Workout etiquette: OMG stop grunting
Every gym has at least one.
You may not see him right away, but listen carefully and you'll hear his distinctive call, roared at the pitch of someone passing a grapefruit-sized kidney stone: Hoooo-ahhhhh.
They are the grunters.
Up until now, gym goers have politely tolerated these vein-popping wailers. That was before Chris Carter, a 45-year-old New York stockbroker, inspired fitness buffs everywhere to confront the grunt.
Last August, an exasperated Mr. Carter approached Stuart Sugarman - who had been grunting and yelling "Good burn!" and "You go girl!" as he pedalled a stationary bike at Manhattan's Equinox fitness club - and slammed the back of the bike into a wall. Mr. Sugarman later went to hospital, claiming the impact caused a herniated disk in his neck.
In a court case that concluded on Tuesday, a jury acquitted Mr. Carter of assault charges, immediately hoisting his status to the level of folk hero among the anti-grunt majority who frequent gyms.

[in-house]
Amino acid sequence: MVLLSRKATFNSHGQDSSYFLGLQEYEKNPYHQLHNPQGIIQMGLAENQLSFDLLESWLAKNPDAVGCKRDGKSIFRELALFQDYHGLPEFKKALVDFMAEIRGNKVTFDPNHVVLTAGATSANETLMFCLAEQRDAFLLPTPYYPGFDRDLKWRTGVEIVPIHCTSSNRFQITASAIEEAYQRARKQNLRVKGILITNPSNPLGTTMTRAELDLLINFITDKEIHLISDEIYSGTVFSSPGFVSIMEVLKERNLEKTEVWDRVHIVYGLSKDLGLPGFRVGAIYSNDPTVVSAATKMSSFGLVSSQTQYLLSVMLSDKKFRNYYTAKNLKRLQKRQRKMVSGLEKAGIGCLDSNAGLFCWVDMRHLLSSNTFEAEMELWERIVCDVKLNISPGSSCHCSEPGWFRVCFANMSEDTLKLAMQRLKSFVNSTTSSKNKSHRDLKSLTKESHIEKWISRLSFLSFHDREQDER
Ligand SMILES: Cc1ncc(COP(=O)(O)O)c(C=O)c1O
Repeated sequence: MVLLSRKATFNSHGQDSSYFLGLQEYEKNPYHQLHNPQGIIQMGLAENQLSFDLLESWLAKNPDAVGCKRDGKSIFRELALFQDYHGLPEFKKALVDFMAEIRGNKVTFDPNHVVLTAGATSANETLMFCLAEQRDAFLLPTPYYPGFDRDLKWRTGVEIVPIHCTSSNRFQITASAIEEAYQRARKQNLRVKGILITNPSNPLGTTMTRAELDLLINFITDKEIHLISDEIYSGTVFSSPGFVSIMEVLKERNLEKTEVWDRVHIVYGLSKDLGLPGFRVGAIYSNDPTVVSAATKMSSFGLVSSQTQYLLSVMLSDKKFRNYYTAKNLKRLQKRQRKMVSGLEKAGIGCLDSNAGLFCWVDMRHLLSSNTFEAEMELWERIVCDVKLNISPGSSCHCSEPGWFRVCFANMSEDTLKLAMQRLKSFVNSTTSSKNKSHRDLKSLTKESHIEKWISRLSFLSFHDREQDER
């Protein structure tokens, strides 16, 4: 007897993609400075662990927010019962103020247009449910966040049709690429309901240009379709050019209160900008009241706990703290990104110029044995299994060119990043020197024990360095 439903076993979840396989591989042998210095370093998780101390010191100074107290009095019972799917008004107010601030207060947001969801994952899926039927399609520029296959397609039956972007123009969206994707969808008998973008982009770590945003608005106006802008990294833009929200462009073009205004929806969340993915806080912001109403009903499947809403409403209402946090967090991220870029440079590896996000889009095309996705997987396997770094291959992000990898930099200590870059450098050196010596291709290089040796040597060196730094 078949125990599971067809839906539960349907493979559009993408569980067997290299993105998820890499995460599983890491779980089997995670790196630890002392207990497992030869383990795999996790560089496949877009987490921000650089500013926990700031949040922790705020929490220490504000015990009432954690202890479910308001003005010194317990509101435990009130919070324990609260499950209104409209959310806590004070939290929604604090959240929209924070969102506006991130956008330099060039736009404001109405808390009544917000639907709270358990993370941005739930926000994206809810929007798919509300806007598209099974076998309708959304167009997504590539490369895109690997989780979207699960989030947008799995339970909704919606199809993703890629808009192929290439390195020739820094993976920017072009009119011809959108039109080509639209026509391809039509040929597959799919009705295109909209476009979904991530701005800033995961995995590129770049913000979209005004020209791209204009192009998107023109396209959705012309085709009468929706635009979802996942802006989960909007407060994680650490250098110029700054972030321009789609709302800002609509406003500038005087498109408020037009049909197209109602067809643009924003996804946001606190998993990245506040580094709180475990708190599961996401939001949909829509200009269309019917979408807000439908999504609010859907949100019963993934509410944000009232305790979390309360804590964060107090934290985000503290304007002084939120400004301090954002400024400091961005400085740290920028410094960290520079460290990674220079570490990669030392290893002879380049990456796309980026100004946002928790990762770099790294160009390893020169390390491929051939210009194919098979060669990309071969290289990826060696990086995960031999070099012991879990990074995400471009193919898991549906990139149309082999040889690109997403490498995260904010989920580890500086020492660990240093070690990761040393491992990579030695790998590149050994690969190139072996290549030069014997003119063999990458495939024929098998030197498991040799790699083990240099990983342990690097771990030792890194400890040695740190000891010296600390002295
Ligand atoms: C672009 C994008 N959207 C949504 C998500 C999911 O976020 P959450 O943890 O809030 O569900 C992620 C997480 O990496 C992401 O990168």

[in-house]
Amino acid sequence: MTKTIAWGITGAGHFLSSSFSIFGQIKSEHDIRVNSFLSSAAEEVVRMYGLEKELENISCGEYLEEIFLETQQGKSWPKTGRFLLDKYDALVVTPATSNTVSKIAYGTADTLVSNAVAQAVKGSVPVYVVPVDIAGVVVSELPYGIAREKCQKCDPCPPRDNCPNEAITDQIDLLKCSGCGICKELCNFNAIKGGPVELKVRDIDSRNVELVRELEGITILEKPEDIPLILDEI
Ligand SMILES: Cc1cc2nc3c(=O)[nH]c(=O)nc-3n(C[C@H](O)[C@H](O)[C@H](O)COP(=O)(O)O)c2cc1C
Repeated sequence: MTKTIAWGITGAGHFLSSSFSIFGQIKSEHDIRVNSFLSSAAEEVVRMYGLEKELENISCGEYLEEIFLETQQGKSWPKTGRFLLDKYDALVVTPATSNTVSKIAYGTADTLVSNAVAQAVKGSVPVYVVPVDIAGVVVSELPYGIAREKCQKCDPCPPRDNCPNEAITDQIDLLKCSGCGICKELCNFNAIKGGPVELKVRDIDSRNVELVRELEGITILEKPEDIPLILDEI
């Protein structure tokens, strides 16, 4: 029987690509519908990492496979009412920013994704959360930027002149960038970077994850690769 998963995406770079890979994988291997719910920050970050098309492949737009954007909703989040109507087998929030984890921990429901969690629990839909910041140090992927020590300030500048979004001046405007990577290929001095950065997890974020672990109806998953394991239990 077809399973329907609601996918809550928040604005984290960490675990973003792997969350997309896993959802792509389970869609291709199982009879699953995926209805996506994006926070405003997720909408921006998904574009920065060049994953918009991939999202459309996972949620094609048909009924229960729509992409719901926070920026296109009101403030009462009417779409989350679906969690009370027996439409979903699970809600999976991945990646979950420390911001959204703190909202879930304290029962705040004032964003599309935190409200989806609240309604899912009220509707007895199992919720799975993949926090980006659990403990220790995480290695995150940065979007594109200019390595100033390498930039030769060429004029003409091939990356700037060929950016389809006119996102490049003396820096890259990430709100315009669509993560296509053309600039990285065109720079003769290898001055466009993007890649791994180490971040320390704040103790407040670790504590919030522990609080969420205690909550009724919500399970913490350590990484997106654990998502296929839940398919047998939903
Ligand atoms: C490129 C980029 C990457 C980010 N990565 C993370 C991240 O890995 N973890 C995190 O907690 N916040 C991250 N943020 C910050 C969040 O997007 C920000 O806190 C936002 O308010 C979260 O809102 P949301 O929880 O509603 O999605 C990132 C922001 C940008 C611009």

"They're so annoying," said Tracie Macko, a 31-year-old dancer whose ears were still ringing from some "big-time grunting" at Extreme Fitness in downtown Toronto.
"Some guys sound like they're in serious pain. It's just something to show off," she says.
But short of borderline assault, what's to be done about grunters?
recent research out of Hardin-Simmons University in Abilene, Tex., rejects the notion that grunting improves weight-lifting performance in any meaningful way. Researchers found that a group of grunting study subjects posted 5-per-cent gains in strength, roughly equivalent to silent gym goers. The lead researcher even warned that grunting did more to spark arguments than to build muscle mass.